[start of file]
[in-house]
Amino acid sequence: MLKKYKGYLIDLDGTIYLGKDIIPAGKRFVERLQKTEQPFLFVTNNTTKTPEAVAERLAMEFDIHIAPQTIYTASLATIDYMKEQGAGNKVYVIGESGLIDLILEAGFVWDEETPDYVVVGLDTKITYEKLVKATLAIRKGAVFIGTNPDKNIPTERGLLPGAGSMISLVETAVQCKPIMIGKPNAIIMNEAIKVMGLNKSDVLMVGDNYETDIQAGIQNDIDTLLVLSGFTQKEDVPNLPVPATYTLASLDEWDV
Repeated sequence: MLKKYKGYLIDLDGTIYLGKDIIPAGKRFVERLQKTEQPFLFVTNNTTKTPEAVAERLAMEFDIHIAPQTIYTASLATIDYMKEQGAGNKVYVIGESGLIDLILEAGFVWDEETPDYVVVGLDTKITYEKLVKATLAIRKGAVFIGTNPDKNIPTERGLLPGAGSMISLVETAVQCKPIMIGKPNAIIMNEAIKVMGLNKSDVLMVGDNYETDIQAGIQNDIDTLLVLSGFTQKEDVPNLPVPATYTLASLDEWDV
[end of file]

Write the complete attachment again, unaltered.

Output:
[in-house]
Amino acid sequence: MLKKYKGYLIDLDGTIYLGKDIIPAGKRFVERLQKTEQPFLFVTNNTTKTPEAVAERLAMEFDIHIAPQTIYTASLATIDYMKEQGAGNKVYVIGESGLIDLILEAGFVWDEETPDYVVVGLDTKITYEKLVKATLAIRKGAVFIGTNPDKNIPTERGLLPGAGSMISLVETAVQCKPIMIGKPNAIIMNEAIKVMGLNKSDVLMVGDNYETDIQAGIQNDIDTLLVLSGFTQKEDVPNLPVPATYTLASLDEWDV
Repeated sequence: MLKKYKGYLIDLDGTIYLGKDIIPAGKRFVERLQKTEQPFLFVTNNTTKTPEAVAERLAMEFDIHIAPQTIYTASLATIDYMKEQGAGNKVYVIGESGLIDLILEAGFVWDEETPDYVVVGLDTKITYEKLVKATLAIRKGAVFIGTNPDKNIPTERGLLPGAGSMISLVETAVQCKPIMIGKPNAIIMNEAIKVMGLNKSDVLMVGDNYETDIQAGIQNDIDTLLVLSGFTQKEDVPNLPVPATYTLASLDEWDV